Martine Barrat: Vintage portraits of Harlem street style
By Miss Rosen
Photographer Martine Barrat remembers New York at the height of the crack and AIDS epidemics and the dignity of communities fighting to survive.
ailing from France, Martine Barrat got her start as a dancer working with Pink Floyd and Soft Machine. After travelling to Edinburgh for the International Dance Festival, she met Ellen Stewarr – director of La MaMa Experimental Theater on New York’s Lower East Side.
“She offered me a ticket to come to the city, with my son, to dance with her company,” Barrat recalls. In June 1968, she arrived and made the city her home, settling into Harlem before moving to the South Bronx during the height of white flight.
With a group of jazz musicians, Barrat co-created the Human Arts Ensemble – a collective working with children staging street performances and running video and music workshops.
“I wasn’t trying to be a photographer,” Barrat says. “Two incredible philosophers Gilles Deleuze and Felix Guattari gave me a video camera saying we should document the events we were creating at La Mama every day with the kids from all over the city. This, I loved.”
One night, Barrat brought her video equipment to a train platform in the South Bronx to film a local gang. “They had planned to rob me, but thought I was so funny and brave, they took me to the basement of a building and we filmed all night.”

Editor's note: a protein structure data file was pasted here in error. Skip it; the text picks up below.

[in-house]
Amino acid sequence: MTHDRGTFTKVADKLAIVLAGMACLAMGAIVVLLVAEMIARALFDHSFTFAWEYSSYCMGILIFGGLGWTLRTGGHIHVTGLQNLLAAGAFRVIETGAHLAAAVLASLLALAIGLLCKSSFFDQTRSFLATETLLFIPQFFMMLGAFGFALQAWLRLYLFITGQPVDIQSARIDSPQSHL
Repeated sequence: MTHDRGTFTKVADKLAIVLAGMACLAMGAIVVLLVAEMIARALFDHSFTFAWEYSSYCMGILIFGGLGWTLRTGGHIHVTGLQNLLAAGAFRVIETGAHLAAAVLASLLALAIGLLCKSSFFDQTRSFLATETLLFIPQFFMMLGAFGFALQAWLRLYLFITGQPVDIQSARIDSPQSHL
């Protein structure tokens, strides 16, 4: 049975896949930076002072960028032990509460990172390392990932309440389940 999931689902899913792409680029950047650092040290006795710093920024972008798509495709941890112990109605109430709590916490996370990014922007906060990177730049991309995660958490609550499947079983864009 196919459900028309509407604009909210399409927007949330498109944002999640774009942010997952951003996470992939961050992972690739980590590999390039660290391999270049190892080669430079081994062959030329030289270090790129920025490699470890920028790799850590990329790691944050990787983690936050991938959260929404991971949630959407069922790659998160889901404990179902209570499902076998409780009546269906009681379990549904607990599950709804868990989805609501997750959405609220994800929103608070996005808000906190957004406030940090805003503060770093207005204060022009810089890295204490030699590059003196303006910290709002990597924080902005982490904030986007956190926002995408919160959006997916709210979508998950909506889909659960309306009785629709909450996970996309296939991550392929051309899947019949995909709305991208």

Barrat continued on the project for many years. The video was first screened at the Whitney Museum of American Art in 1978, then taken to Italy by famed film director Bernardo Bertolucci, where it aired on prime-time television.
Then one night, people broke into Barrat’s apartment and stole her video camera. “I was devastated. I had no money. The next day a group of the gang members appeared at my door with a gift — it was a Leica. This is when I started to do still photographs.”
A selection of these works, now on view in Martine Barrat: 1979-1993 takes us to Harlem and the South Bronx when “benign neglect” gave way to the twin plagues of crack and AIDS, further devastating the community. But Barrat’s photographs honour the beauty and dignity of the people in their fight to survive, creating an indelible portrait of the times.
Lifelong friend Gordon Parks said of Barrat: “Her undying dedication to its people, their moods, and the way of life is difficult to comprehend. Without doubt, she travels a hard road every day of her experience, embracing people who the world seems to have forgotten. And daily the most forlorn of them come to seek her warmth and cherish her friendship.”
Of Parks, Barrat says: “He showed me a lot, not through language but just by looking. He showed me how to listen to my heart, not words, and be true to life through the photographs.”
Unlike many street photographers, Barrat is an insider documenting her world. “This is where I live. It is on these streets that I am the happiest. I’ve tried to remain true to the way my subjects live, with love and respect. It’s wonderful to look back at these photographs and see how much love has passed through my life.”
Martine Barrat: 1979-1993 is on view at Nina Johnson Gallery, Miami, through November 14.